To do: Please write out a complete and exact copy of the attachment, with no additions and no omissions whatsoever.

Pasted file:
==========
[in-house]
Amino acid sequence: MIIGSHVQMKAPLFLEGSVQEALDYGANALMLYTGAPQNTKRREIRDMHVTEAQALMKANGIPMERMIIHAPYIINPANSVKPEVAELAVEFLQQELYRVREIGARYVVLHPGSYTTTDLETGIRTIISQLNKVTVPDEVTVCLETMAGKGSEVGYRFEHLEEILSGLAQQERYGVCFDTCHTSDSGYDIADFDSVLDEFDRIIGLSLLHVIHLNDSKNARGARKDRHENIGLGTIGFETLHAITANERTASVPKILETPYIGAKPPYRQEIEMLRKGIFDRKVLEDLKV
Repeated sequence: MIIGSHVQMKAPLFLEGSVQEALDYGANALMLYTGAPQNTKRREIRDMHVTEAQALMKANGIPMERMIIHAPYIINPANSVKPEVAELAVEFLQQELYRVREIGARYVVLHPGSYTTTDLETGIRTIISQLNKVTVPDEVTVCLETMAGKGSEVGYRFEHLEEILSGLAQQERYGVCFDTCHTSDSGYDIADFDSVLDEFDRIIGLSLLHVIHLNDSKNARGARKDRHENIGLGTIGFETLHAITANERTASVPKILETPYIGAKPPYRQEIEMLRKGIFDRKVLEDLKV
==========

[in-house]
Amino acid sequence: MIIGSHVQMKAPLFLEGSVQEALDYGANALMLYTGAPQNTKRREIRDMHVTEAQALMKANGIPMERMIIHAPYIINPANSVKPEVAELAVEFLQQELYRVREIGARYVVLHPGSYTTTDLETGIRTIISQLNKVTVPDEVTVCLETMAGKGSEVGYRFEHLEEILSGLAQQERYGVCFDTCHTSDSGYDIADFDSVLDEFDRIIGLSLLHVIHLNDSKNARGARKDRHENIGLGTIGFETLHAITANERTASVPKILETPYIGAKPPYRQEIEMLRKGIFDRKVLEDLKV
Repeated sequence: MIIGSHVQMKAPLFLEGSVQEALDYGANALMLYTGAPQNTKRREIRDMHVTEAQALMKANGIPMERMIIHAPYIINPANSVKPEVAELAVEFLQQELYRVREIGARYVVLHPGSYTTTDLETGIRTIISQLNKVTVPDEVTVCLETMAGKGSEVGYRFEHLEEILSGLAQQERYGVCFDTCHTSDSGYDIADFDSVLDEFDRIIGLSLLHVIHLNDSKNARGARKDRHENIGLGTIGFETLHAITANERTASVPKILETPYIGAKPPYRQEIEMLRKGIFDRKVLEDLKV